“Baptizing” was an essential part of the discipling task. Of special significance is being baptized “in the name” or, better, “into the name,” of the Father-Son-Holy Spirit. This is no mere liturgical formula but signifies incorporation into the fellowship of God. Baptism is an entrance into a community of believers which is accompanied by certain rights and obligations. Matthew’s focus on the church as a fellowship of obedience is explicitly discussed in 16:17-19 and 18:15-17. Both of these passages instruct us regarding binding and loosing and of authority and forgiveness—in short, in being a disciplined community. According to Matthew, the missionary task of the “disciple” cannot be divorced from the building of a “discipled” fellowship of believers. That, in fact, is the purpose of the church’s mission.

“Teaching” is also an integral part of the mission of the church. Throughout Matthew, Jesus is portrayed as an authoritative teacher. The task of the church is to pass on “all that I have commanded you.” All of Jesus’ words and deeds as recorded in Matthew come into the orb of that statement. This includes the content of the major teaching sections: the Sermon on the Mount (5-7), the mission of the twelve (10), the parables (13), on authority and forgiveness (18), and regarding the future (24-25). And it includes all the deeds of Jesus recorded in the narrative material between these discourses. And this is no mere teaching-as-information, for it is a teaching to observe the commandments. {35} Christian mission and community exist only where Jesus’ commands are observed.

3. The Promise of Christ’s Presence (v. 20b). We are reminded again that the task of discipling through baptizing and teaching cannot be divorced from the power and presence of the risen Lord. In the last statement of the commission we have an emphatic affirmation of the risen Christ’s immediate presence for the church in its mission. This overwhelming truth serves as a fitting conclusion of the commission of Jesus and to the entire gospel of Matthew, for the theme recurs throughout. At Christ’s birth, he is called “Emmanuel (which means, God with us)” (1:23). During Christ’s ministry he promised his disciples the truth of Emmanuel; “Where two or three are gathered in my name there am I in the midst of them” (18:20). And now, after Christ’s resurrection, the presence of God among his people is consciously applied to the risen Lord who is ever present to the discipling community. The gospel begins and ends with Emmanuel, a fact which cannot be viewed apart from the coming of the power-giving Spirit at Pentecost.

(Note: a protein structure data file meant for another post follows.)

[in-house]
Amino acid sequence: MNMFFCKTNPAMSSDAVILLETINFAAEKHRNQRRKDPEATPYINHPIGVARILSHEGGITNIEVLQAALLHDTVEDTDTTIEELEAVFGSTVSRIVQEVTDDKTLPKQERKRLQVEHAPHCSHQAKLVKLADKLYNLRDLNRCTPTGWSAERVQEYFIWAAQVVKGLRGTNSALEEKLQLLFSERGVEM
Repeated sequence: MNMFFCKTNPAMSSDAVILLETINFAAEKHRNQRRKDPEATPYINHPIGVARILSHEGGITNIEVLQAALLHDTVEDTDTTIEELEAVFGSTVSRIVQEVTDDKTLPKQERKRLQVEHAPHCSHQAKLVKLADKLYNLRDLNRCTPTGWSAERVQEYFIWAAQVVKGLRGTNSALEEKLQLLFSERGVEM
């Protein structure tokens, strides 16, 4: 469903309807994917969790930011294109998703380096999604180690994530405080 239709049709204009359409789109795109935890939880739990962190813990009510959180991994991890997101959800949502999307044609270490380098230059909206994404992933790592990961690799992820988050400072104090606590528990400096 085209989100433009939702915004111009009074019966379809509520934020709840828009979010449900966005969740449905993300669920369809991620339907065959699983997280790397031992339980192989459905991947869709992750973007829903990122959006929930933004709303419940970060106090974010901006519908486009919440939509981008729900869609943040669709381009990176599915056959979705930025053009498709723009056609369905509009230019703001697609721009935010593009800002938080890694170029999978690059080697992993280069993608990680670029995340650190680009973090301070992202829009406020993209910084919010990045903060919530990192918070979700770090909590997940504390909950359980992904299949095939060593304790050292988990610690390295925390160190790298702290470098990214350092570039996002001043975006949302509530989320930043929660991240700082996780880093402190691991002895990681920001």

Finally, Jesus’ promise to be with the discipling community to the close of the age is consistent with Matthew’s characteristic understanding of the end times (13:39f., 49; 24:3; 28:20). Such a church becomes an integral part of the end time expectation because it brings a foretaste of the future into the present while it serves as chosen messenger in the interim which precedes the consummation of all things in Christ.


When interpreted in the light of its Matthean context, the Great Commission shows us that the universal mission of the church

  • is empowered by the risen and exalted Lord, whose continual presence in the church reassures the community of believers,
  • involves the baptism of disciples into a disciplined community engaged in the redemptive activities of authority and forgiveness,
  • entails instruction to observe all that Jesus taught in word and deed (such a ministry clearly minimizes such false polarities as proclamation or presence, evangelization or social concern, church growth or Christian nurture), and
  • is carried forward until the final consummation in a discipling and disciplined community which is itself a foretaste of the things to come.
Dr. Howard Loewen is Professor of Biblical and Religious Studies at Pacific College, Fresno.